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Press Liberty Under Scrutiny: Analyzing the Constitutional Dimensions of Freedom of Press in India

Freedom of the press is protected under Indian Constitution, under Article 19(1)(a) which talks about Freedom of speech and expression. The press is considered as one of the essential features of Freedom of speech and expression, and freedom for press is a necessary condition for the functioning of Democracy. However, this freedom of press has evolved from years to years.

India has a diverse media landscape, with a large number of newspapers, journals, magazine, television channels and online news portals. The media is free to report on various topics like politics, social issues, and economic development. However, there are certain instance of censorship and restrictions on media in India, particularly during the times of emergency or political unrest. In the Pre-independence Era, there are also certain restriction of Press and media houses in India. The government in India has power to regulate the media through various law, such as Press and Registration of Books Act, which requires newspapers to register

with the government. The government can also use other laws, such as the Official Secrets Act and sedition law, to restrict the media's freedom in certain situations.

In the recent times, there has been concern about the increasing influence of the government on the media, particularly through the use of advertising and other form of financial incentives. There is also concern related to the safety of journalist, with several cases of violence reported against the journalists in different parts of the country. Despite all these challenges, the media in India continues to play an important role in shaping public opinion and holding those in power accountable. The freedom of the press remains a cornerstone of India's democracy, and efforts are being made to protect and strengthen this freedom.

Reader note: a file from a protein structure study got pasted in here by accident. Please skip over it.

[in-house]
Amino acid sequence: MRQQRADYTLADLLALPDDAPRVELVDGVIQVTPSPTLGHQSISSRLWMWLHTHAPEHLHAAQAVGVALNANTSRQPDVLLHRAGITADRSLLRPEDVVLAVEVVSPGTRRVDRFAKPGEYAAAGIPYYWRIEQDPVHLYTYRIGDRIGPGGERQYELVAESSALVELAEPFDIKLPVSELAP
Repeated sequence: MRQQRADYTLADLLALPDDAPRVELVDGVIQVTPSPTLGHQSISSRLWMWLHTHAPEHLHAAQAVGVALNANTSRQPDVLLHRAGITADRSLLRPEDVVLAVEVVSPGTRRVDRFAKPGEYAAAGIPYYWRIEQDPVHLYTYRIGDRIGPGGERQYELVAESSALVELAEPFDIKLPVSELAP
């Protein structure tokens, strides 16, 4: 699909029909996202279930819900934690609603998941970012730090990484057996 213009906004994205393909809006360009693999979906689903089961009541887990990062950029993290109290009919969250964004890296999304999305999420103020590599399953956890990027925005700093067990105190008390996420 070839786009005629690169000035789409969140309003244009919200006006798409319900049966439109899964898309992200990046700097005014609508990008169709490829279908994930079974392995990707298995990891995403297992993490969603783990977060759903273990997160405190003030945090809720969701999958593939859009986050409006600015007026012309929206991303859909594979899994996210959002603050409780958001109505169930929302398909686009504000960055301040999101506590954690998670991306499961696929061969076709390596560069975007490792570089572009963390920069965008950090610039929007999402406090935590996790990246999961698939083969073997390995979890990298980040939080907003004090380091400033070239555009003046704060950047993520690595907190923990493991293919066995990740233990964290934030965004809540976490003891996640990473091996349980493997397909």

Press and Media in early 19th Century
The history of Media and Press be traced long back from the East India Company reign in the year 1799, when Lord Wellesley promulgated The Press Regulations1, which the beginning of pre-censorship on the newly evolved newspaper printing industry. However, that pre censorship was been dispensed by Lord Hastings in 1818. In 1823, licensing regulations were publicized to which using or starting press without licensing was a penal offense.

In 1835 "The Press act also referred as Metcalfe Act" was introduced, this act requiresthe publisher or printer to give clear and to the point explanation of each and every publication.

In 1857, the government passed "The Gagging act 2", which empowers the government to prohibit the circulation of any newspaper, books, journals, or other printed material, which in any ways threatened or weakened the governments authority. Licensing3 was reinstated by Lord Canning in 1857. In 1860 Indian Penal Code (IPC) was introduced as general law which laid down offences of defamation and obscenity.

The year of 1867 was significant for media legislation as "The Press and Registration of Books act" was introduced, which replaced the Press act/Metcalfe's act. The act was to provide controlling of printing press and newspaper in India and Certification and protection of book copies.

The act also mentioned that every book/newspaper was required to have the name of publisher and printer and the place of the publication and a copy of the publication need to be submitted to the local government authority within one month of publication for review.

In 1878, "The Vernacular Press Act" was introduced which gives more power to government to put down the publications which are seditious and imposed punitive sanctions on publishers and printers. In 1898 government has enacted many stringent laws, such as Section 124A of Indian Penal Code which say that anyone trying to cause disaffection against the British government shall be punished.